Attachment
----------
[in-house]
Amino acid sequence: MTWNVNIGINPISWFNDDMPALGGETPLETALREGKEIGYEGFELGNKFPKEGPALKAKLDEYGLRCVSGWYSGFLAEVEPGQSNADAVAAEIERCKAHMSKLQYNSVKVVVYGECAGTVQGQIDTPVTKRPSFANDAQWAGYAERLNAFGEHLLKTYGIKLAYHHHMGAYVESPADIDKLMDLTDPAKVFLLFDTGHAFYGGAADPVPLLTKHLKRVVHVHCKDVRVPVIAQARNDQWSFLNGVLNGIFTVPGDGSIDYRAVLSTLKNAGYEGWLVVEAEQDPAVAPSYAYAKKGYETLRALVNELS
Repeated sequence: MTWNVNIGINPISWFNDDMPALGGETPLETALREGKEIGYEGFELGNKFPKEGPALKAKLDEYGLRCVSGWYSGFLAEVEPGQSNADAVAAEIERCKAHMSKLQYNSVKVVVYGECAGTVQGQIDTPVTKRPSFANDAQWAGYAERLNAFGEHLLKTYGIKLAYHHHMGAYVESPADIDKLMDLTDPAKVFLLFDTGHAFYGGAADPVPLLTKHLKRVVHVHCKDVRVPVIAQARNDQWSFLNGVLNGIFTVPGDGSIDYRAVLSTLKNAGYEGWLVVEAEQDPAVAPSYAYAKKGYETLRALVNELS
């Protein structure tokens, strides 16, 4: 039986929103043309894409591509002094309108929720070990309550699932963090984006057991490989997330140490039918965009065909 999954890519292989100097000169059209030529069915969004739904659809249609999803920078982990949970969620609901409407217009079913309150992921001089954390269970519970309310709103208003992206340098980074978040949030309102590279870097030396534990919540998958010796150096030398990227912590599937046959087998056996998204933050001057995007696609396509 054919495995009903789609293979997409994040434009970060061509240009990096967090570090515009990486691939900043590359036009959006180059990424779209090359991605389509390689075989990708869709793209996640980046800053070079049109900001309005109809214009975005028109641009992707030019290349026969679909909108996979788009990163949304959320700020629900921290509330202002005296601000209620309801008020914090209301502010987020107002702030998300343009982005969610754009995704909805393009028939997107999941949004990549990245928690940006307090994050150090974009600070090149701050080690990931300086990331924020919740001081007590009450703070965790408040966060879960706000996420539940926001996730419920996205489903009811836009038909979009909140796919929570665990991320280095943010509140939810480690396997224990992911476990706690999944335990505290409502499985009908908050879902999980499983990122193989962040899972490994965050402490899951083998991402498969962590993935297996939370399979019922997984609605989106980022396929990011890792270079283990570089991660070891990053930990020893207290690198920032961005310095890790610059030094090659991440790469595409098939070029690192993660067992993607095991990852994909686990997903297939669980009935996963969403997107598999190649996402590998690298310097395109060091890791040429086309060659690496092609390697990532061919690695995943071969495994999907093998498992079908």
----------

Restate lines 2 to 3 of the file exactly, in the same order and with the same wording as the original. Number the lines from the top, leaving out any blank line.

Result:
Amino acid sequence: MTWNVNIGINPISWFNDDMPALGGETPLETALREGKEIGYEGFELGNKFPKEGPALKAKLDEYGLRCVSGWYSGFLAEVEPGQSNADAVAAEIERCKAHMSKLQYNSVKVVVYGECAGTVQGQIDTPVTKRPSFANDAQWAGYAERLNAFGEHLLKTYGIKLAYHHHMGAYVESPADIDKLMDLTDPAKVFLLFDTGHAFYGGAADPVPLLTKHLKRVVHVHCKDVRVPVIAQARNDQWSFLNGVLNGIFTVPGDGSIDYRAVLSTLKNAGYEGWLVVEAEQDPAVAPSYAYAKKGYETLRALVNELS
Repeated sequence: MTWNVNIGINPISWFNDDMPALGGETPLETALREGKEIGYEGFELGNKFPKEGPALKAKLDEYGLRCVSGWYSGFLAEVEPGQSNADAVAAEIERCKAHMSKLQYNSVKVVVYGECAGTVQGQIDTPVTKRPSFANDAQWAGYAERLNAFGEHLLKTYGIKLAYHHHMGAYVESPADIDKLMDLTDPAKVFLLFDTGHAFYGGAADPVPLLTKHLKRVVHVHCKDVRVPVIAQARNDQWSFLNGVLNGIFTVPGDGSIDYRAVLSTLKNAGYEGWLVVEAEQDPAVAPSYAYAKKGYETLRALVNELS